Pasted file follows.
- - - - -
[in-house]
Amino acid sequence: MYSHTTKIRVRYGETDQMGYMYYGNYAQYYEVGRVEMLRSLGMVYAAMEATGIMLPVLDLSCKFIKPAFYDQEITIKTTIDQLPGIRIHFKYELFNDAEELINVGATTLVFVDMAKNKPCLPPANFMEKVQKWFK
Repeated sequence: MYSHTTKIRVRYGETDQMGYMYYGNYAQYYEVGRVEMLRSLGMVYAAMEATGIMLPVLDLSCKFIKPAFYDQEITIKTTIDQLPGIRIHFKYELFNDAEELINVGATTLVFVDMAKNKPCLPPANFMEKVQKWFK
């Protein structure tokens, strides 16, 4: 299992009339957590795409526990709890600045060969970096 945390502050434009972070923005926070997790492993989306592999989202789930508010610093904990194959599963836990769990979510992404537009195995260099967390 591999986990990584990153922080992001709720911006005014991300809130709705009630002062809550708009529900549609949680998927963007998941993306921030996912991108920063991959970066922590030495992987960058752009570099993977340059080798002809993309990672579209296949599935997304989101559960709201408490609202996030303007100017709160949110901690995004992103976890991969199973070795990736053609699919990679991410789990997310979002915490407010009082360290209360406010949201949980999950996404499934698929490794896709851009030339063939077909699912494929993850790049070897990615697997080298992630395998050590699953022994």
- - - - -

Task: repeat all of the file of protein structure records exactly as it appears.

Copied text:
[in-house]
Amino acid sequence: MYSHTTKIRVRYGETDQMGYMYYGNYAQYYEVGRVEMLRSLGMVYAAMEATGIMLPVLDLSCKFIKPAFYDQEITIKTTIDQLPGIRIHFKYELFNDAEELINVGATTLVFVDMAKNKPCLPPANFMEKVQKWFK
Repeated sequence: MYSHTTKIRVRYGETDQMGYMYYGNYAQYYEVGRVEMLRSLGMVYAAMEATGIMLPVLDLSCKFIKPAFYDQEITIKTTIDQLPGIRIHFKYELFNDAEELINVGATTLVFVDMAKNKPCLPPANFMEKVQKWFK
């Protein structure tokens, strides 16, 4: 299992009339957590795409526990709890600045060969970096 945390502050434009972070923005926070997790492993989306592999989202789930508010610093904990194959599963836990769990979510992404537009195995260099967390 591999986990990584990153922080992001709720911006005014991300809130709705009630002062809550708009529900549609949680998927963007998941993306921030996912991108920063991959970066922590030495992987960058752009570099993977340059080798002809993309990672579209296949599935997304989101559960709201408490609202996030303007100017709160949110901690995004992103976890991969199973070795990736053609699919990679991410789990997310979002915490407010009082360290209360406010949201949980999950996404499934698929490794896709851009030339063939077909699912494929993850790049070897990615697997080298992630395998050590699953022994």